When Emma Vaile's parents leave on a mysterious business trip, it gives her the perfect excuse to be a rebellious teen. But then her best friend stops talking to her, the police crash her party and Emma finds herself in the hands of a new guardian, Bennett Stern, and on a plane to his museum-like mansion in New England.
After enrolling at Thatcher Academy, Emma settles in by making friends with the popular crowd. She has memories of Thatcher she can't explain and strange visions are haunting her. Emma doesn't trust anyone any more - except maybe Bennett. But he's about to reveal a ghostly secret to her. One that will explain the visions . . . and make Emma fear for her life.
Dot used to think she was perfect, with her pointy nose, pink skin and blonde hair. But now she lives on Abalone Avenue with a husband who chases women and swordfish. And she has a rather icky Fatal Flaw. And the universe doesn't give a damn! So DOT decides to End It All. Will death be fast? Slow? EMBARRASING? But despite her valiant suicide by tea cosy followed by a jaunt to the morgue, DOT wakes up...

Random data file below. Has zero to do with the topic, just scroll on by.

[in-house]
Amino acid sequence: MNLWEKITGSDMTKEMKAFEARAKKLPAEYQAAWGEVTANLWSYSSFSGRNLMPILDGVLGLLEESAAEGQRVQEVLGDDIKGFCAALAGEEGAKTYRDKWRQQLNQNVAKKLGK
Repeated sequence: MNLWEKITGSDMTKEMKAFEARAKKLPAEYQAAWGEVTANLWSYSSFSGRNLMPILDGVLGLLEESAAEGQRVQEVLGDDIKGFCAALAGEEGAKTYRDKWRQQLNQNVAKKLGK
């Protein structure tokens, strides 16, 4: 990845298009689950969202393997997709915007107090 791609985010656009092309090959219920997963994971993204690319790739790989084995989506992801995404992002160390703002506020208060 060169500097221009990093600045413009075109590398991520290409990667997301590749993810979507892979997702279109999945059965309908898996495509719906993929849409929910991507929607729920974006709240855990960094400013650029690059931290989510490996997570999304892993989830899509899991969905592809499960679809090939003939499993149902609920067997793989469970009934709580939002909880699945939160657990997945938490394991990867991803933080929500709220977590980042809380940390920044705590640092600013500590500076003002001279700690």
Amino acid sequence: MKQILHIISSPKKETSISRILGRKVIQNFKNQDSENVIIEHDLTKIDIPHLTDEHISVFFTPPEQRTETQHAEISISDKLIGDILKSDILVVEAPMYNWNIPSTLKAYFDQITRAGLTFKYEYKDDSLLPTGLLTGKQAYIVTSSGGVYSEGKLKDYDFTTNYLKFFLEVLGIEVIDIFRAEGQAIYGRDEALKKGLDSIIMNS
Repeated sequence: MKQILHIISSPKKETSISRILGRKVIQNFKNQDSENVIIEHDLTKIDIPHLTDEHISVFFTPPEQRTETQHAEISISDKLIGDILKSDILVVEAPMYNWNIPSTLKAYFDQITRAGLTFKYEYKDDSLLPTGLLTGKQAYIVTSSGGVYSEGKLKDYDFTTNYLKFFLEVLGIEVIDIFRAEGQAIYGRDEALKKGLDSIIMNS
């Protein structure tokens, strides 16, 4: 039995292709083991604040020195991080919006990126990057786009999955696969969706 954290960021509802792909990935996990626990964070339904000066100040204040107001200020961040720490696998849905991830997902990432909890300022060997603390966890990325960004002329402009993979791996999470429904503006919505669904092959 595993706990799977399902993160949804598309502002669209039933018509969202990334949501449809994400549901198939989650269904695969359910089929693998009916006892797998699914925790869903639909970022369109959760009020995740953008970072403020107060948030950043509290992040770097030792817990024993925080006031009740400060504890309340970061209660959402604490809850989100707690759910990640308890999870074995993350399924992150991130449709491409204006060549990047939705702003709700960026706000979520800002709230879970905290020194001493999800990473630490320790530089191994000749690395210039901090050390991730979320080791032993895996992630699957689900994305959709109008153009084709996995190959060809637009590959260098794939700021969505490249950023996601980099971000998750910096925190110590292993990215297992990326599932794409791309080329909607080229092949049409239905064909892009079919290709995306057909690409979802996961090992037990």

Adapted as a TV drama for BBC 2 Northern Ireland, starring Roger Allam and airing in March 2016
Henry Stanfield, the newly arrived Truth Commissioner, is troubled by his estrangement from his daughter, and struggling with the consequences of his infidelities. Francis Gilroy, veteran Republican and recently appointed government minister, risks losing what feels tantalisingly close to his grasp. In America, Danny and his partner plan for the arrival of their first child, happily oblivious to what is about to pull him back to Belfast and rupture the life they have started together. Retired detective James Fenton, on his way to an orphanage in Romania with a van full of supplies, will soon be forced to confront what he has come to think of as his betrayal, years before, of a teenage boy. In a society trying to heal the scars of the past with the salve of truth and reconciliation, these four men's lives become linked in a way they could never have imagined.
In the small southern town of Chin-kiang, two young girls from very
different worlds collide and become inseparable companions. Willow is
hardened by poverty and fearful for her future; Pearl is the daughter of
a Christian missionary who desperately wishes she was Chinese too.
Neither could have foreseen the transformation of the little American
girl embarrassed by her blonde hair into the Nobel Prize-winning writer
and one of China's modern heroines, Pearl S. Buck.
country erupts in civil war between the Nationalists and the Communists,
Pearl and Willow are brutally reminded of their differences. Pearl's
family is forced to flee the country and Willow is punished for her